For Europe, no hiding place from ISIS death squads
BEIRUT - As Europe braces for more attacks by the Islamic State (ISIS) in the aftermath of the November 13th slaughter in Paris — and possibly even a killing contest between ISIS and its ideological rival al-Qaeda — the West, along with Russia, is having to come to terms with a harsh new reality: There is no hiding place from the jihadist death squads.
Brussels had been for days in an unprecedented lockdown as security authorities have been trying to track down jihadists, veterans of the conflicts in Syria and Iraq or home-grown, after Belgian Prime Minister Charles Michel warned that there was a “serious and imminent” threat of Paris-style gun and suicide bomber attacks in the city.
But the primary objective of a whirlwind of police raids throughout Belgium, Salah Abdeslam, a 26-year-old Belgian and one of the Paris attackers, remained elusive. He hails from the grimy Molenbeek quarter of Brussels, a hotbed of radical Islamist activity where the French intelligence service says the Paris massacres were planned.
At least some of the weapons and explosives used in the Paris attacks were apparently acquired from a thriving illegal weapons business in Molenbeek, close to Brussels’ main railway terminal.
How known jihadists were able to operate and arm themselves under the noses of Belgian security authorities is one of the key unanswered questions of the bloodbath in Paris and it points to a series of serious intelligence failures that led up to the horrors of November 13th.
For the French, who have been battling Islamic terrorism in various guises since the 1980s, the failure seems to be not acting on massive amount of data on known and suspected activists they have accumulated over the years.
Security authorities in Iraq and Turkey alerted Paris about potential attacks or about the return to France of Syrian war veteran Omar Ismail Mostefai, one of the Paris attackers who was killed, weeks before November 13th, but these warnings were ignored.
It must be acknowledged that the French intelligence service has 11,000 known or suspected activists in its databases, but only 500- 600 operatives to keep them under round-the-clock surveillance.
Keeping tabs on one person needs 30-40 watchers and clearly the French service simply didn’t have the manpower for such operations.
The arithmetic of this deadly equation pretty much says it all. As many as 30,000 foreign fighters from 100 countries, many of them marginalised and disaffected European Muslims, have gone to Syria and Iraq to fight with jihadist groups since 2011, according to the Global Terrorism Index compiled by the Sydney-based Institute for Economics and Peace think-tank.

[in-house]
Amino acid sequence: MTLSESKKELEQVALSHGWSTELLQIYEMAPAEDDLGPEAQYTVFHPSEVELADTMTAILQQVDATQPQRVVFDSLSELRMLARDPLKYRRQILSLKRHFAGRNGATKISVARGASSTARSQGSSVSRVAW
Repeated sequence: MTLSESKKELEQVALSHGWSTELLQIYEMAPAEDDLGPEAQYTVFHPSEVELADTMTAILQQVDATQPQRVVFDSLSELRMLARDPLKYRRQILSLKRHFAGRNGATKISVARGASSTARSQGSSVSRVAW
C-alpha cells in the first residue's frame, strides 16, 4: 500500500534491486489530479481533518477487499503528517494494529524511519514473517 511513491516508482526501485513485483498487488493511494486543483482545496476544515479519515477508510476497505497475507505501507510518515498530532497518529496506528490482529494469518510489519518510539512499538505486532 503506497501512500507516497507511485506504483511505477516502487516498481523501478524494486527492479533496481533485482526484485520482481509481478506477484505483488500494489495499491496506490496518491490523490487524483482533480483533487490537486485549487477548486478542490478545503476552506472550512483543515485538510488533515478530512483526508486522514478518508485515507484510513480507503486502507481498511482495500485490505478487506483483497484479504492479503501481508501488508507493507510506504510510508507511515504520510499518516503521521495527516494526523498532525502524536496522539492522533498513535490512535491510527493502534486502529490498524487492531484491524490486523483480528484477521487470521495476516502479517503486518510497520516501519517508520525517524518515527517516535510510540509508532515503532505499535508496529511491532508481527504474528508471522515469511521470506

In the last two years, more than 1,200 European jihadis have returned from the wars in Syria and Iraq. They included all four French Muslims who killed themselves with bombs on Bloody Friday and another now on the run.
But that said, the French did know about Mostefai and two more of the suicide attackers, Abelhamid Abaaoud, the alleged mastermind of Moroccan descent and partner of two jihadis killed in Belgium in January, and Sami Amimour, who was detained in 2012 on suspicion of having terrorist links.
Abaaoud, linked to several other terrorist operations including a failed attempt to slaughter passengers on a high-speed train between Amsterdam and Paris in August, was literally shot to pieces in a ferocious gun battle with French police commandos on November 18th.
Another serious failure was the lack of communication between the intelligence services around Europe, and with their counterparts in the United States and the Middle East, particularly Turkey whose intelligence service has shady links with jihadists.
And the French seem to have ignored their long and troubled history with Algeria, which won its independence in a brutal 1956-62 war whose violence extended to mainland France and which has infected several waves of Arab terrorism since then, including the present atrocities.
Mostefai, among others, was a scion of France’s million-plus, largely marginalised, Algerian community. So were the Kouachi brothers, Said and Cherif, who killed Charlie Hebdo journalists in Paris in January.
November 13th shocked Western Europe out of its complacent belief that, as Financial Times commentator Philip Stevens observed, “political pluralism would become the default system of governance… the international order would be remade in the image of European multilateralism.”
But, if the intelligence failures may be rectified in part by long-withheld infusions of funding, the prospect of the intellectual failures to recognise the threat posed by Muslims driven to savagery by Europe’s indifference at home and abroad being rectified seems remote as French President François Hollande declares war on the ISIS caliphate, tackling the symptoms rather than the causes of this ferocious phenomenon.
“Fighting an insurgency requires a lot more people than terrorism does,” observed terrorism expert Emma Graham-Harrison. “If the ISIS state falls, especially to an outside invasion force, the short- to medium-term result will likely be a massive wave of terrorist attacks.”